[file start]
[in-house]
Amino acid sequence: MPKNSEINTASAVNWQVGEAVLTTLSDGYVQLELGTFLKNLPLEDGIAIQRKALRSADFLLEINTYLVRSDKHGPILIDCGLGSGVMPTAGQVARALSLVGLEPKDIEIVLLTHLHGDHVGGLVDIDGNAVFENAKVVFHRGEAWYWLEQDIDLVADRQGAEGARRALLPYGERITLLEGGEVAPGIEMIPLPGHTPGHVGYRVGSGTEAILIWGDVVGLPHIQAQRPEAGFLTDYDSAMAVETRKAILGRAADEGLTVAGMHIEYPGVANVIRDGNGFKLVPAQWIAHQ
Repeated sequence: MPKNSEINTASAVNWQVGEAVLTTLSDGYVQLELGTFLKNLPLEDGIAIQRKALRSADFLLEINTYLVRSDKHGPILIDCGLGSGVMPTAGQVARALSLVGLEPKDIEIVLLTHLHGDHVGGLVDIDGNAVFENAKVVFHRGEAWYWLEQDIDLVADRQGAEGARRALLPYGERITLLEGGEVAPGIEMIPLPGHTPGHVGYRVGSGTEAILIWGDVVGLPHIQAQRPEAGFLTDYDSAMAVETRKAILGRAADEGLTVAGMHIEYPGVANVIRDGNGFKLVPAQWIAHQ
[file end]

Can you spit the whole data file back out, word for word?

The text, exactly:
[in-house]
Amino acid sequence: MPKNSEINTASAVNWQVGEAVLTTLSDGYVQLELGTFLKNLPLEDGIAIQRKALRSADFLLEINTYLVRSDKHGPILIDCGLGSGVMPTAGQVARALSLVGLEPKDIEIVLLTHLHGDHVGGLVDIDGNAVFENAKVVFHRGEAWYWLEQDIDLVADRQGAEGARRALLPYGERITLLEGGEVAPGIEMIPLPGHTPGHVGYRVGSGTEAILIWGDVVGLPHIQAQRPEAGFLTDYDSAMAVETRKAILGRAADEGLTVAGMHIEYPGVANVIRDGNGFKLVPAQWIAHQ
Repeated sequence: MPKNSEINTASAVNWQVGEAVLTTLSDGYVQLELGTFLKNLPLEDGIAIQRKALRSADFLLEINTYLVRSDKHGPILIDCGLGSGVMPTAGQVARALSLVGLEPKDIEIVLLTHLHGDHVGGLVDIDGNAVFENAKVVFHRGEAWYWLEQDIDLVADRQGAEGARRALLPYGERITLLEGGEVAPGIEMIPLPGHTPGHVGYRVGSGTEAILIWGDVVGLPHIQAQRPEAGFLTDYDSAMAVETRKAILGRAADEGLTVAGMHIEYPGVANVIRDGNGFKLVPAQWIAHQ